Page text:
Words Get Me Into Trouble But I Can’t Stop Using Them
On the joys of writing (even if people hate you for it)
A picture may be worth a thousand words, but a few words can be more dangerous than a thousand bullets. And you can quote me on that because I know.
My first grade teacher was a smiling, effete young man with golden curls that would have made all three bears sit up and eat their porridge. Mr. Barrett wrote a little note on my report card in 1987 that would stay with me throughout my life:
“I love Gabe’s creative writing.”
Quite a note to get as a seven-year-old and quite a note for his parents to see. To this day, my parents are probably prouder of that note than any of my so-called “creative writing” from any decade of my life. They are keepers of secrets and hoarders of shame, living their lives behind shoji screens, drawn blinds, and locked doors. As a child, I inherited some of this intense, illogical desire for privacy. I would get up in the middle of dinner to turn the little knob on the base of the door that led to the patio, drawing shut the blinds inside the door. My family would look at me quizzically during this operation and I would turn to them and say, “What? I don’t need anybody out there watching me eat.”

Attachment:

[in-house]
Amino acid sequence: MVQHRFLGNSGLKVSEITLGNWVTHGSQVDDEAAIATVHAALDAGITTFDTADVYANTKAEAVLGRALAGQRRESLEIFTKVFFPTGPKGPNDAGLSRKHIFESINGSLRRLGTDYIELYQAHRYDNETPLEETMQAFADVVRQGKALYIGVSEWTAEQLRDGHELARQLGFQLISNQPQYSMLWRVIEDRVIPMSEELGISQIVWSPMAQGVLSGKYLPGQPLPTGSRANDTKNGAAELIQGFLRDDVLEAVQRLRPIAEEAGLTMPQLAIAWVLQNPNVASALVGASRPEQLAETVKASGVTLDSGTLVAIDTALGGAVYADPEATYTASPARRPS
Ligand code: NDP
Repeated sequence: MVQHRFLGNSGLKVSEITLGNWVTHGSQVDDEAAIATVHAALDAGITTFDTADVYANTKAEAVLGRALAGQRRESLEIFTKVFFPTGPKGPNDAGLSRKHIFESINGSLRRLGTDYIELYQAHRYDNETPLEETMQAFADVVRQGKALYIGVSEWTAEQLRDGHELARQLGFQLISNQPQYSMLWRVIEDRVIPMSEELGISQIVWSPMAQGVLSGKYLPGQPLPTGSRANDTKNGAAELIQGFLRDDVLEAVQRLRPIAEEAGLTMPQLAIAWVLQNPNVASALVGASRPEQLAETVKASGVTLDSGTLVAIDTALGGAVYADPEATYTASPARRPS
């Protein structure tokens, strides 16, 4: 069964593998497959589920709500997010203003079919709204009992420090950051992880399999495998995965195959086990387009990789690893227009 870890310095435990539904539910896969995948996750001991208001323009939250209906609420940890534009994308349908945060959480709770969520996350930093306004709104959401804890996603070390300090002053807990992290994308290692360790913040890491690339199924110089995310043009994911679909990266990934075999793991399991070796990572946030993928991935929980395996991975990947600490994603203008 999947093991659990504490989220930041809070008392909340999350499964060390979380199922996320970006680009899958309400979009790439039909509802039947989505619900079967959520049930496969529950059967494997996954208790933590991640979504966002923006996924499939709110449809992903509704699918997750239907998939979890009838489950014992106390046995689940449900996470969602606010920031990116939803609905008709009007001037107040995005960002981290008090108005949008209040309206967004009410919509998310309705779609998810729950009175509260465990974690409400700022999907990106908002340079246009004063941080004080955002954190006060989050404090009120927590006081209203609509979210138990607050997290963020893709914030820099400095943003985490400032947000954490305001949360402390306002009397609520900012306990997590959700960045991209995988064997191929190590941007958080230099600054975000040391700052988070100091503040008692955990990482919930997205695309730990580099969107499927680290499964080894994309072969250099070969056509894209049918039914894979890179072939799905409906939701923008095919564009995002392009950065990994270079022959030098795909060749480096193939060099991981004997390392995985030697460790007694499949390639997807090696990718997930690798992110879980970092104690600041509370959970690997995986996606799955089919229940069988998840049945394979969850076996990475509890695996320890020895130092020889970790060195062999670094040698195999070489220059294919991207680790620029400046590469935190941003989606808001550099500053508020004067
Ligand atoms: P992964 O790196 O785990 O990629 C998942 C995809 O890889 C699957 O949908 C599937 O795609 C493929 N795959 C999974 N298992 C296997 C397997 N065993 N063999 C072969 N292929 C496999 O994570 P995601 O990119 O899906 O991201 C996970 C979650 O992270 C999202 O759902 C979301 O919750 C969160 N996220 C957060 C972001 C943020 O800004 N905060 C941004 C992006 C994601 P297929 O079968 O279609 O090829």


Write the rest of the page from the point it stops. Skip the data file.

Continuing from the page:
Of course, I was hiding in plain sight on the stages of my youth.
It’s funny that at such a young age I was obsessed with concealing and hiding. I frequently disappeared beneath my parents’ bed when the FedEx driver rang the doorbell for a signature on a package. But I also started to become enthralled with the idea of being an actor — being front and center, exposed and vulnerable, bathed in light and bereft of devices behind which I could hide. Of course, I was hiding in plain sight on the stages of my youth: behind a costume, a fake mustache, silver hair applied with a toothbrush, always an accent — the true voice hardly ever appeared.
Around the same time I became quite interested in sharing my writing with others. I enjoyed watching people read my writing, although I can’t imagine it was very enjoyable to have a teenage author descend upon you with his eyes while you were reading his latest acerbic, salicylic acid-induced…